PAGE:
The third anniversary of the decision falls on Jan. 20, the same day Obama is officially sworn in for a second term. "The Big Money influence in politics is far, far worse than it was, making the absence of leadership all the more noteworthy and troubling," said Robert Weissman, president of Public Citizen.
Administration officials argue that more pressing challenges topped Obama's to-do list when he took office: The economy was in free fall, the auto industry was failing and the moment seemed ripe for healthcare reform. After Citizens United, the president decided that a major legislative overhaul of the campaign finance system could not get through Congress, and the White House dropped the idea of trying to tinker around the edges.
"I cut the president some slack because there have been so many other issues on his plate," said Rep. Chris Van Hollen (D-Md.), House sponsor of the Disclose Act, a measure that, among other things, would require groups to list their top donors in political ads. "But I will push to make sure this is part of the agenda in the next year. It does require presidential attention."
Obama is frequently pressed by supporters to take on the issue. On the campaign trail last year, donors at closed-door fundraisers asked what could be done to keep the other side from "buying" elections, as they often put it. The president, a constitutional lawyer by training, frequently replied that the only solution was a constitutional amendment to overturn Citizens United.
Obama floated that idea on the social news site Reddit in August.
"Even if the amendment process falls short," Obama wrote, "it can shine a spotlight ... and help apply pressure for change."
White House advisors say the remark just reflected Obama's grim analysis of what would be needed to change the system. Now that he has been reelected, his team is focused on the federal budget deficit, gun violence and immigration -- not campaign finance reform.
Such thinking infuriates advocates of stricter fundraising rules. Obama's legislative agenda will not succeed without changing "a campaign finance system that puts enormous power behind special interests," said Larry Noble, former general counsel to the FEC and president of Americans for Campaign Reform.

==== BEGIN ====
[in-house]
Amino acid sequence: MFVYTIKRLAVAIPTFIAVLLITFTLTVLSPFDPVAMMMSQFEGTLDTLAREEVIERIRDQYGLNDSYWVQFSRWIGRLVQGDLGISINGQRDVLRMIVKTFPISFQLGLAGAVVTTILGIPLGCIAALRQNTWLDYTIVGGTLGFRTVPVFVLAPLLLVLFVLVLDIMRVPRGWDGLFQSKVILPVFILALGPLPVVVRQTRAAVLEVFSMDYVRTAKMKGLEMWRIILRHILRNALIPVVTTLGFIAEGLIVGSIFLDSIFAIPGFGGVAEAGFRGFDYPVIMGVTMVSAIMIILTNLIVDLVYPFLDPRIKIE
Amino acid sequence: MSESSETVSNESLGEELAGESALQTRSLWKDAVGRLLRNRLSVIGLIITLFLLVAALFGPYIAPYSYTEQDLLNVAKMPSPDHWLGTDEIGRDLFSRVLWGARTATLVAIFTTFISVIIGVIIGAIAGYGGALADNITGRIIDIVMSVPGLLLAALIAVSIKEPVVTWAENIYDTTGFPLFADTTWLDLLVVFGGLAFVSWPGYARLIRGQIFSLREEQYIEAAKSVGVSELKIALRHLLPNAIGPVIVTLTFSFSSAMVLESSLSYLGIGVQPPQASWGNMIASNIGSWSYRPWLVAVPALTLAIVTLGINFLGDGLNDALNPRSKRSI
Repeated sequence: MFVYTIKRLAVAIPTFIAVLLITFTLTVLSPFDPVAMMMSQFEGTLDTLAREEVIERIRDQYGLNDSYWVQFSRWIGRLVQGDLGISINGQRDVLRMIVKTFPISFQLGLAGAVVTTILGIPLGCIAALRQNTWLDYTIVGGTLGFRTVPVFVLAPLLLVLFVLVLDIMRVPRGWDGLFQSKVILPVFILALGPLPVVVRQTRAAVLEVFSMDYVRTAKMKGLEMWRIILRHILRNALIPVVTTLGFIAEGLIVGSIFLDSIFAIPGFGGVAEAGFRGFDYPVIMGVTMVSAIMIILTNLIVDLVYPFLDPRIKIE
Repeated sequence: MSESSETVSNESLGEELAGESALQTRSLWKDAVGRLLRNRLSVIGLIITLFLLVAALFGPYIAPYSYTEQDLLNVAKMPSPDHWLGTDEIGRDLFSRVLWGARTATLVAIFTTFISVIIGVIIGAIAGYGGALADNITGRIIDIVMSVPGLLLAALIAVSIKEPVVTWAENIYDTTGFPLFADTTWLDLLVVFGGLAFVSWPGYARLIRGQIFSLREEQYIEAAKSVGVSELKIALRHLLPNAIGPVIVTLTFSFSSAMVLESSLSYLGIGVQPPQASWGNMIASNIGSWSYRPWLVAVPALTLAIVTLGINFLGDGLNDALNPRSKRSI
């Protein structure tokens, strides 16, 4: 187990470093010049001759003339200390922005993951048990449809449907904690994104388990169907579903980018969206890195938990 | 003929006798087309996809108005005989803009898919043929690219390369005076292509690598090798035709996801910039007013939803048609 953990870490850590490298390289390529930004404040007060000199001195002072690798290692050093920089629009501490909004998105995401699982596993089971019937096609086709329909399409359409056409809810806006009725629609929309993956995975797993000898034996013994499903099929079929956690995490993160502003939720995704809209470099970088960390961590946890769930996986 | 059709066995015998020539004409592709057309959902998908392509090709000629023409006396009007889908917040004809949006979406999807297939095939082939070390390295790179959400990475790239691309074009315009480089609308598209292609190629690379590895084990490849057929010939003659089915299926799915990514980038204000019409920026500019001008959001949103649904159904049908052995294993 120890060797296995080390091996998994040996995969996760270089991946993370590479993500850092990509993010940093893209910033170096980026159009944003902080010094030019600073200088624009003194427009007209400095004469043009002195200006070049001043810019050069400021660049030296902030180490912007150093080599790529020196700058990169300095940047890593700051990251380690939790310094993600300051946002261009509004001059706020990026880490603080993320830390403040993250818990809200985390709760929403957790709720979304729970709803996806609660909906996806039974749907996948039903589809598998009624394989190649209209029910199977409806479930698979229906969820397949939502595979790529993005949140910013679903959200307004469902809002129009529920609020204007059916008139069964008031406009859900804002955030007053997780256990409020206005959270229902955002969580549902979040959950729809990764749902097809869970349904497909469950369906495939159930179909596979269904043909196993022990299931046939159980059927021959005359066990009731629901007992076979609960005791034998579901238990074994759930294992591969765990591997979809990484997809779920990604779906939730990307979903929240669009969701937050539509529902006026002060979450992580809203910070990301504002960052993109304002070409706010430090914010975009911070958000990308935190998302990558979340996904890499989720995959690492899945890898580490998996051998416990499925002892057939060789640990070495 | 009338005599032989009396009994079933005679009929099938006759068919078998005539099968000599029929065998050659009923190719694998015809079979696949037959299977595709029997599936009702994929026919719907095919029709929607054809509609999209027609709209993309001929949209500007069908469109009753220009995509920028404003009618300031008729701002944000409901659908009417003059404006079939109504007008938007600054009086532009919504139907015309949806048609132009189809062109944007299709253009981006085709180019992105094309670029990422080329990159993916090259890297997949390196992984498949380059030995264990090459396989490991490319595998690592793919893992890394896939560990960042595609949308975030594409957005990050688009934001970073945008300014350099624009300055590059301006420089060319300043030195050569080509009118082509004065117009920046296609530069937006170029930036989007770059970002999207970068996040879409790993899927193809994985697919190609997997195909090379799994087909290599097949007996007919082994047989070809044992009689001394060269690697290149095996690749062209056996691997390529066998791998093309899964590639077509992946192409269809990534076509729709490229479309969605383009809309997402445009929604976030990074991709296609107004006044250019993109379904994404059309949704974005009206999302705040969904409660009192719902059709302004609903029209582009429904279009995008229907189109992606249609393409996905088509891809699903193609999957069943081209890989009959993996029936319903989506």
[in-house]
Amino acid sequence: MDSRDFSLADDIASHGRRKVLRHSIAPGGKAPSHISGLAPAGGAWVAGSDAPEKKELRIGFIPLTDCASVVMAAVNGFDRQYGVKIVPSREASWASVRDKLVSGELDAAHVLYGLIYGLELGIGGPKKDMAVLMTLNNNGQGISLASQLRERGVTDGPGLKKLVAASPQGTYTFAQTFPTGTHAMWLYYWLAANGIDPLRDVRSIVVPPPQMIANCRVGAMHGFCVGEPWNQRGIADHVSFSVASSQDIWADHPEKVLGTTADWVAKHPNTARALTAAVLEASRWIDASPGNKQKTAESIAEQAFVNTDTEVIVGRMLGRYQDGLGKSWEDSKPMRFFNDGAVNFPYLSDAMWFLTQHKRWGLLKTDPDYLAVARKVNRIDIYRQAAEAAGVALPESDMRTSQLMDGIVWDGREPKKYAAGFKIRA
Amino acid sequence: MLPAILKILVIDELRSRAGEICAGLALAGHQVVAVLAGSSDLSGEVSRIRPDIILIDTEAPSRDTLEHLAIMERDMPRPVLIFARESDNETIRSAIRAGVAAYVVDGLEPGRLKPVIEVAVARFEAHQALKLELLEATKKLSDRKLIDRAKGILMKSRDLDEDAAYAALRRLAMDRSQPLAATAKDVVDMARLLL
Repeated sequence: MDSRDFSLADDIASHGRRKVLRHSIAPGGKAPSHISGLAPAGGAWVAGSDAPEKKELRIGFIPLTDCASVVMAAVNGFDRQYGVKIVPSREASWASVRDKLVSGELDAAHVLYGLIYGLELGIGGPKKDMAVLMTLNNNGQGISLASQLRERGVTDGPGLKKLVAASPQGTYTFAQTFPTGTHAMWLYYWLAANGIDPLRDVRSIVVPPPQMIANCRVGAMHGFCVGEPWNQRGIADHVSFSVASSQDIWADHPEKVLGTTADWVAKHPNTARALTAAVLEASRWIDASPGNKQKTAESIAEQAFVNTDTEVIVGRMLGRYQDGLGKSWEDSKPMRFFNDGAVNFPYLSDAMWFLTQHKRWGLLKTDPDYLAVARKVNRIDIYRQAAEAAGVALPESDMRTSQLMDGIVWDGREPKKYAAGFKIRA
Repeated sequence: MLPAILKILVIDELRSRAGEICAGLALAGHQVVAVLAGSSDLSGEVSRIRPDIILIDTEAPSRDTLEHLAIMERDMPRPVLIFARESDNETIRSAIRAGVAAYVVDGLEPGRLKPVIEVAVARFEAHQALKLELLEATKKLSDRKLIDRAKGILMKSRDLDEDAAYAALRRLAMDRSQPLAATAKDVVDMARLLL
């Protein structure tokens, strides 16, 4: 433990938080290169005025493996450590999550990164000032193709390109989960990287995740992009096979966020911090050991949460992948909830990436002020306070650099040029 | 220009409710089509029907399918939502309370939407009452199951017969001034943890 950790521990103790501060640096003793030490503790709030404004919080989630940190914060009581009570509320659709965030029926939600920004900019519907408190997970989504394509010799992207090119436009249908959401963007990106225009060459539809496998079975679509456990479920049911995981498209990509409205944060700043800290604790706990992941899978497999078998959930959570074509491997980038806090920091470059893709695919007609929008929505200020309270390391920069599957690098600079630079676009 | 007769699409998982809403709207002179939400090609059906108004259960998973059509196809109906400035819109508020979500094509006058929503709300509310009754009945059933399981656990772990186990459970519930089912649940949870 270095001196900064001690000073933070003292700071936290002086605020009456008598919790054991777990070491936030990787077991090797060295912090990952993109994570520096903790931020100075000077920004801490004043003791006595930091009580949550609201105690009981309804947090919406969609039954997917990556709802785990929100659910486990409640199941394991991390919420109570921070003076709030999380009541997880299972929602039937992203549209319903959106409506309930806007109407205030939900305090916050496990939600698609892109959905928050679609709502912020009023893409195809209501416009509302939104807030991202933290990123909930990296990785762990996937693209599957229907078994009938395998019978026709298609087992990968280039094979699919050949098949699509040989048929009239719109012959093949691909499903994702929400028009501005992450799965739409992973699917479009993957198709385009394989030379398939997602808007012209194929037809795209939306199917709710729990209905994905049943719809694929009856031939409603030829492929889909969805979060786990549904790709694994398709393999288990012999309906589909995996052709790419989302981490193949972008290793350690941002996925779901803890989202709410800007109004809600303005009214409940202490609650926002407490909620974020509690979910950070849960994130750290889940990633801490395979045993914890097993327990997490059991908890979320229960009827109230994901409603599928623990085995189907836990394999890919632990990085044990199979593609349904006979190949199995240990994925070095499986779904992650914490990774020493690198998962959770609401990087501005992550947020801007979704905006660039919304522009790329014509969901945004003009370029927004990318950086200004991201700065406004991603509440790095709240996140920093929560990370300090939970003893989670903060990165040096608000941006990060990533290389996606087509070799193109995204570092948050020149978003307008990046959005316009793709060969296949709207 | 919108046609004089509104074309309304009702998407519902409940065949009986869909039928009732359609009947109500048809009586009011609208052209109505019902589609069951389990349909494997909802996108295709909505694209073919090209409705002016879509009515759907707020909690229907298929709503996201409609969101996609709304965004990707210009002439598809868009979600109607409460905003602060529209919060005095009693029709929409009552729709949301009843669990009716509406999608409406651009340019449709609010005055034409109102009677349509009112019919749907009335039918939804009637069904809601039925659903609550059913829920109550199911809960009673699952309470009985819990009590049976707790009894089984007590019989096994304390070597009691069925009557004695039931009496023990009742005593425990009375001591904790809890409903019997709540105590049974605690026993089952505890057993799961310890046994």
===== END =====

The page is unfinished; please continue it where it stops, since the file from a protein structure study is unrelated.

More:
Some of those deep-pocketed interests will have a role in the inauguration: A half-dozen corporations have donated money to the Presidential Inaugural Committee, which puts on the official parade and balls. This year, the committee aims to raise about $50 million, according to fundraisers involved -- similar to the $53.2 million raised for the 2009 inauguration, which drew an estimated 1.8 million people to the National Mall.
To raise the cash, party officials were reluctant to lean too heavily on the same weary major supporters who helped bring in a record $1.1 billion for Obama's reelection.
As the discussions unfolded last fall, the president's advisors agreed that taking money from a handful of corporations was palatable, especially since the donations were not linked to his reelection.
Unlike four years ago, however, the inaugural committee is not releasing details about how much donors have given, but it will have to report that to the FEC in April.
The committee's looser rules dismay campaign finance reform advocates, who had hoped Obama would renew his quest to limit the role of Big Money in Washington.
"The current system is unacceptable," Noble said. "President Obama said that at one time, and I'd like to believe the president still believes that. If so, you do something about it. You at least put up a fight."